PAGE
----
Dynamic Control of Mitochondrial Ca2+ Levels as a Survival Strategy of Cancer Cells
- Journal Article
Rights / licenseCreative Commons Attribution 4.0 International
Cancer cells have increased energy requirements due to their enhanced proliferation activity. This energy demand is, among others, met by mitochondrial ATP production. Since the second messenger Ca2+ maintains the activity of Krebs cycle dehydrogenases that fuel mitochondrial respiration, proper mitochondrial Ca2+ uptake is crucial for a cancer cell survival. However, a mitochondrial Ca2+ overload induces mitochondrial dysfunction and, ultimately, apoptotic cell death. Because of the vital importance of balancing mitochondrial Ca2+ levels, a highly sophisticated machinery of multiple proteins manages mitochondrial Ca2+ homeostasis. Notably, mitochondria sequester Ca2+ preferentially at the interaction sites between mitochondria and the endoplasmic reticulum (ER), the largest internal Ca2+ store, thus, pointing to mitochondrial-associated membranes (MAMs) as crucial hubs between cancer prosperity and cell death. To investigate potential regulatory mechanisms of the mitochondrial Ca2+ uptake routes in cancer cells, we modulated mitochondria–ER tethering and the expression of UCP2 and analyzed mitochondrial Ca2+ homeostasis under the various conditions. Hence, the expression of contributors to mitochondrial Ca2+ regulation machinery was quantified by qRT-PCR. We further used data from The Cancer Genome Atlas (TCGA) to correlate these in vitro findings with expression patterns in human breast invasive cancer and human prostate adenocarcinoma. ER-mitochondrial linkage was found to support a mitochondrial Ca2+ uptake route dependent on uncoupling protein 2 (UCP2) in cancer cells. Notably, combined overexpression of Rab32, a protein kinase A-anchoring protein fostering the ER-mitochondrial tethering, and UCP2 caused a significant drop in cancer cells' viability. Artificially enhanced ER-mitochondrial tethering further initiated a sudden decline in the expression of UCP2, probably as an adaptive response to avoid mitochondrial Ca2+ overload. Besides, TCGA analysis revealed an inverse expression correlation between proteins stabilizing mitochondrial-ER linkage and UCP2 in tissues of human breast invasive cancer and prostate adenocarcinoma. Based on these results, we assume that cancer cells successfully manage mitochondrial Ca2+ uptake to stimulate Ca2+-dependent mitochondrial metabolism while avoiding Ca2+-triggered cell death by fine-tuning ER-mitochondrial tethering and the expression of UCP2 in an inversed manner. Disruption of this equilibrium yields cancer cell death and may serve as a treatment strategy to specifically kill cancer cells. © Copyright © 2021 Madreiter-Sokolowski, Gottschalk, Sokolowski, Malli and Graier. Show more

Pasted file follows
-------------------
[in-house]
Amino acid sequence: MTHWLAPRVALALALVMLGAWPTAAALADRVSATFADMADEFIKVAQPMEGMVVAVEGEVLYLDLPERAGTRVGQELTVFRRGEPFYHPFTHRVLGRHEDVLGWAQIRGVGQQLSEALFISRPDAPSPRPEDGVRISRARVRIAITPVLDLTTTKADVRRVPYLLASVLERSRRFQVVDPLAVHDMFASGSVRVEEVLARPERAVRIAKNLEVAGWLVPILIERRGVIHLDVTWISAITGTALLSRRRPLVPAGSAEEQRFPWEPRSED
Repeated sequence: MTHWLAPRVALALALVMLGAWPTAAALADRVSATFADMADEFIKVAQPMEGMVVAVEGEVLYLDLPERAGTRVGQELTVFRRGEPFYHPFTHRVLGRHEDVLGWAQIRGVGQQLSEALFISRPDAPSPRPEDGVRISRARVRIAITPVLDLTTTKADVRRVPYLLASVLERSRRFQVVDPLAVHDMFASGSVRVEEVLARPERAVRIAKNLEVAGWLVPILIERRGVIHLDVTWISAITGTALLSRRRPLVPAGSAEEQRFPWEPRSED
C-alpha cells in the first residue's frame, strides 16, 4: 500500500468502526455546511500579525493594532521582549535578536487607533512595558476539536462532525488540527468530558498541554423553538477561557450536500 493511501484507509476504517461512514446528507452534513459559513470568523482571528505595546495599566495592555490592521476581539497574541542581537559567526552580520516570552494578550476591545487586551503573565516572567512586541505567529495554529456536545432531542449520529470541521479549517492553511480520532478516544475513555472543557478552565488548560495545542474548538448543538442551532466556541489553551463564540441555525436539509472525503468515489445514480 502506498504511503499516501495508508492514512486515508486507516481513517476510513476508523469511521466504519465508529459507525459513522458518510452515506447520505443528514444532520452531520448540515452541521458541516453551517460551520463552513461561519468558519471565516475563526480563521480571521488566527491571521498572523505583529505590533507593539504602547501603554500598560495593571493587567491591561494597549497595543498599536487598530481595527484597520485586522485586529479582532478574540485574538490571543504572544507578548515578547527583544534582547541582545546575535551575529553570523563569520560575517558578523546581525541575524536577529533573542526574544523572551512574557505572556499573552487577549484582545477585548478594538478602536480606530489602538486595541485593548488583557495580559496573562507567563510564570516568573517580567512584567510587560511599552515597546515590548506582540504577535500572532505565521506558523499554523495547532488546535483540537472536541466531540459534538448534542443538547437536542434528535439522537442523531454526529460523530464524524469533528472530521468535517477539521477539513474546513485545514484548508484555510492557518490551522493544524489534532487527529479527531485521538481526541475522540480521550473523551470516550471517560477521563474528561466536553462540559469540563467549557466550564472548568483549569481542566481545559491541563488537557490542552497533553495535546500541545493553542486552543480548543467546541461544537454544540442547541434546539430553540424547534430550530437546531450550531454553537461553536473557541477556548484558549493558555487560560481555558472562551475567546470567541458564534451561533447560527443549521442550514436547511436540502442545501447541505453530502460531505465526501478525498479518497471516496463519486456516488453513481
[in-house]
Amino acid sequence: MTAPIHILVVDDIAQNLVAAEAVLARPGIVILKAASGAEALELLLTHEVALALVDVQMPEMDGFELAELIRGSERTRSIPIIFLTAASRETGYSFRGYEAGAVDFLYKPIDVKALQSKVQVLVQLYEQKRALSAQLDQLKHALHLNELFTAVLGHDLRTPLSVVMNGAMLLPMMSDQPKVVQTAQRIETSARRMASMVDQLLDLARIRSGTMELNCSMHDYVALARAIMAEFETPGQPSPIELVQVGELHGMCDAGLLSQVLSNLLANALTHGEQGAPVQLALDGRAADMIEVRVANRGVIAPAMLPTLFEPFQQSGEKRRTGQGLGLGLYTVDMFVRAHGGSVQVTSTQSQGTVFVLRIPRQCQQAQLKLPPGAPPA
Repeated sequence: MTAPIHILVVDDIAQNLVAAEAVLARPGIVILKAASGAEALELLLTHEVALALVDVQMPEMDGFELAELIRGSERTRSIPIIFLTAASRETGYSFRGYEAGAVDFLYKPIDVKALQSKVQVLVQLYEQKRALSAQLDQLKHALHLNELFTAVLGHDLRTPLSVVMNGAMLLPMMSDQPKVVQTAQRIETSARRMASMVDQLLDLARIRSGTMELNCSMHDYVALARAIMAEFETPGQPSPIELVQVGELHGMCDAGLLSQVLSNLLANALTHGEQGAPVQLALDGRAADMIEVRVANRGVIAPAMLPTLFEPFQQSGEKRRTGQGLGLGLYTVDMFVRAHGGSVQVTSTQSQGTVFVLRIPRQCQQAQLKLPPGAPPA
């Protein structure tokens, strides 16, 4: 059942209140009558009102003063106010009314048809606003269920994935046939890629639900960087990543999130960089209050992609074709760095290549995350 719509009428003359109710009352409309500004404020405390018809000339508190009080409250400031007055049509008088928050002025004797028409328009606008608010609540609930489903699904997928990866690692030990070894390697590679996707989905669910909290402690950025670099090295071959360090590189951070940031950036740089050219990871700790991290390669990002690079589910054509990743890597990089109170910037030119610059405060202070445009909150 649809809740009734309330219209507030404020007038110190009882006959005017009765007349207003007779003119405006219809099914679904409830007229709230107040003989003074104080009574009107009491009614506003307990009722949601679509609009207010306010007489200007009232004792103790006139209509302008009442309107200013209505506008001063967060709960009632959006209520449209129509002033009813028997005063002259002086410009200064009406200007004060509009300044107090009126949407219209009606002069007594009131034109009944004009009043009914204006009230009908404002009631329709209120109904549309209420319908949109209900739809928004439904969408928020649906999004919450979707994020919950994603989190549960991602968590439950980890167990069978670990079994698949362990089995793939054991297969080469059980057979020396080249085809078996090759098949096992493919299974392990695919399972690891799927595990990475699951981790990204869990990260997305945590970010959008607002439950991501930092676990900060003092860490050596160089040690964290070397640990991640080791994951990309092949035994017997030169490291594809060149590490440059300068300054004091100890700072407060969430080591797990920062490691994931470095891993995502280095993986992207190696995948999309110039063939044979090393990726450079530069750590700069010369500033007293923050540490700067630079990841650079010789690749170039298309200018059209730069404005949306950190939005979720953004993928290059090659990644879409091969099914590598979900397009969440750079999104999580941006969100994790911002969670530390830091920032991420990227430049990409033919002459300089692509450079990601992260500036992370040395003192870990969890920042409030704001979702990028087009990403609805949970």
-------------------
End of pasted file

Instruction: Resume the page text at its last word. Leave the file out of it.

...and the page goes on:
Journal / seriesFrontiers in Cell and Developmental Biology
Pages / Article No.
Subjectcancer cells; mitochondrial Ca2+ homeostasis; mitochondrial-ER interaction; uncoupling protein 2; ER stress
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